The poor nations of the developing world are particularly vulnerable, These are places where millions live on the edge, directly impacted by climate change, dealing with the effects, from cyclones and droughts to erosion and floods. Tuvalu, near Fiji, and other island nations, for example, are concerned that rising sea levels will wipe their countries off the map.

The concentration of greenhouse gases in the atmosphere, the most important of which is carbon dioxide, is the cause of global warming which leads to the kind of destruction outlined. The gasses act as a blanket trapping the suns heat. The main source of the extra carbon dioxide is the burning of fossil fuels such as coal, oil and gas in power stations and in internal combustion engines.

Deforestation, which accounts for more than 10 per cent of the global carbon dioxide emissions, also plays a role in driving climate change. Dense tropical forests are critical to keeping the climate stable because they suck up large amounts of human carbon pollution from the atmosphere, storing it in tree trunks, leaves, roots and soil.

But according to a new study, a chunk of the world’s forests the size of Mississippi was decimated in 2015 because of wildfire, logging and expanding palm oil plantations. About 49 million acres of forest disappeared worldwide in 2015, mainly in North America and the tropics, putting the year’s global deforestation level at its second-highest point since data gathering began in 2001. In all, the globe lost 47 percent more forested land in 2015 than it did 16 years ago.

Greenhouse gases, particularly carbon dioxide, have increased at an unprecedented rate as measured by air samples taken year-on-year in Hawaii over recent decades, and further back from ice core samples taken in polar regions. This growing concentration of carbon dioxide is directly correlated to the rise in global mean surface temperatures over the last century, and especially over the last few decades.

Beyond question, the general effect of heating up a system like the earth’s climate will be an increase in extreme weather events of the kind witnessed in recent months in countries like Spain, Iran and Pakistan. The consequences of global warming are already evident. The science informs us that even if all greenhouse gas emissions were halted tomorrow, global temperatures are likely to rise by another half a degree Celcius and sea levels could be two or three times as great as the Intergovernmental Panel on Climate Change (IPPC) has predicted by 2100. This equates to between approximately 20-30 centimetres.

As far back as 2005, leading climate scientist, Gerald Meeh, argued:

“Many people don’t realise that we are committed right now to a significant amount of global warming and sea level rise because of the greenhouse gases we have already put into the atmosphere.”

A paper from 2008 showed that “climate change is largely irreversible for 1,000 years after emissions stop.”

Floods and water quality problems are likely to be amplified by climate change in most regions of the US, for example., while major incidences involving storms, heatwaves, droughts, floods and hurricanes across the planet, with all the human and social consequences that brings, will be among the major challenges facing humanity.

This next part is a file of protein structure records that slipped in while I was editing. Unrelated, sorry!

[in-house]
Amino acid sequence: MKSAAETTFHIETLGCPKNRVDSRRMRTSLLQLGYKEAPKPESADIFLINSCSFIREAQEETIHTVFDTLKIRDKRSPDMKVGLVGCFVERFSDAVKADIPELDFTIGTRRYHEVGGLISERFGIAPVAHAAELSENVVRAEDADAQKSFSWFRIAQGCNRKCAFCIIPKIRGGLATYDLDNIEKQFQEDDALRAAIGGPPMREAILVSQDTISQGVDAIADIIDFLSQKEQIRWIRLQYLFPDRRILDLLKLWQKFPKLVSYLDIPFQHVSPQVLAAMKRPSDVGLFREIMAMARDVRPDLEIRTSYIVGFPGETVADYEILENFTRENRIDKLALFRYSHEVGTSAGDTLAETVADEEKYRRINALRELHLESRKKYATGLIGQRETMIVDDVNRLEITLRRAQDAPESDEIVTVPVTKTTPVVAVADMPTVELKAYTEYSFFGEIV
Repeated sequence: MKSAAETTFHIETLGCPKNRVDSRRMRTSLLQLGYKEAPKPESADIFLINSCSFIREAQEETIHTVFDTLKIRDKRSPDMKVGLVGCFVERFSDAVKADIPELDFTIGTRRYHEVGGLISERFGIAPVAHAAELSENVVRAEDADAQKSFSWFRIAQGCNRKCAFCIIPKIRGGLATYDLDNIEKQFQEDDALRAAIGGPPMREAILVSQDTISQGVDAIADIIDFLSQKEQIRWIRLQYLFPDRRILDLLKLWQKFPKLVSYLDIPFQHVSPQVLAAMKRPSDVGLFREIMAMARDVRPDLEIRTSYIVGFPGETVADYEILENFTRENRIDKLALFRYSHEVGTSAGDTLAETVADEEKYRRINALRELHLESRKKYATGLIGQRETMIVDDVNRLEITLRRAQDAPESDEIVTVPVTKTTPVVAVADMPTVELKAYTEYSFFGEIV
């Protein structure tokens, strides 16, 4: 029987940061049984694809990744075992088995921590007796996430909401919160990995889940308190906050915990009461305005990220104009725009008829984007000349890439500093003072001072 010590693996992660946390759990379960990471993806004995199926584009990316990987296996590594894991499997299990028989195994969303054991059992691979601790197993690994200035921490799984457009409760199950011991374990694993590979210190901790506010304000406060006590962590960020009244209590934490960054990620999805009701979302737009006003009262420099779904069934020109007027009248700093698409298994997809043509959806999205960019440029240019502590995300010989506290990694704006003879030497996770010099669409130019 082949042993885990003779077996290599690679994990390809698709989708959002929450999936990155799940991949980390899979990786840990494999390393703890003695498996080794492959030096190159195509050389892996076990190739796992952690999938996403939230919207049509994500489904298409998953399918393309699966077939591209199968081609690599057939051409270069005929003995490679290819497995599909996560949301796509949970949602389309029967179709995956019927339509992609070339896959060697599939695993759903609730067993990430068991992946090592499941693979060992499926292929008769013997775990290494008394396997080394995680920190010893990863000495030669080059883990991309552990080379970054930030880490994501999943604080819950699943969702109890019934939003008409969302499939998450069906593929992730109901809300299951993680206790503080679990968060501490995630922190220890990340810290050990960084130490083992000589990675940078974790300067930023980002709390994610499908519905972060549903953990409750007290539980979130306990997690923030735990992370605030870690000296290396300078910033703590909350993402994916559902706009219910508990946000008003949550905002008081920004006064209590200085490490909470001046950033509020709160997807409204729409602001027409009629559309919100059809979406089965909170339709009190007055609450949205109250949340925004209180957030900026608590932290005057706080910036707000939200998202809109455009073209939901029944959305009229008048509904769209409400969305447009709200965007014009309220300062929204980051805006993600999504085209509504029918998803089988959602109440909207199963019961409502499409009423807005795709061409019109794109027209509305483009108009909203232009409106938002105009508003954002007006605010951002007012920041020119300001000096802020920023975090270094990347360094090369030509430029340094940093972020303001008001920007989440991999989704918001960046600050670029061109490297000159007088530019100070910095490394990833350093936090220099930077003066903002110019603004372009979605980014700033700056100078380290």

But far from halting all carbon dioxide emissions, the world’s major states and corporations are pumping out ever-increasing amounts with little meaningful sign that global warming will not exceed 2°C (3.6°F) above pre-industrial levels — the primary goal of the Paris Climate Agreement, There is a direct correlation between industrialization (what the Western world calls development) and carbon emissions.

Seventy-five per cent of the historical carbon emissions have been produced by only 20 per cent of the world’s population. The geographical irony to this, is that the effects of climate change are felt overwhelmingly in the developing world and the parts of the world that are least responsible for creating the crisis. According to the World Bank, 75-80 per cent of the effects of climate change are being felt in the developing world. So, there is an inverse relationship between cause and effect.

Continued global warming will at some point have large-scale, relatively sudden and unpredictable impacts on global rainfall, wind and temperature and on the related ocean water and heat circulation patterns. The details of these shifts are inherently unpredictable, but that they will occur with dramatic impact on global and local climate, agriculture and much else.

Changing climate will also see shifts in the global distribution of disease-carrying insects, with potentially huge impacts on human health. The consequences of all of these effects could be catastrophic causing untold misery and immense social upheaval with the threat to the future viability of human civilization on the planet a real possibility.

The realities and potential consequences posed by runaway climate change and the science underpinning it is clear, and yet the translation of the science into affirmative action – the reduction of carbon dioxide emissions by 60 per cent by 2050 – required to combat it, is not happening.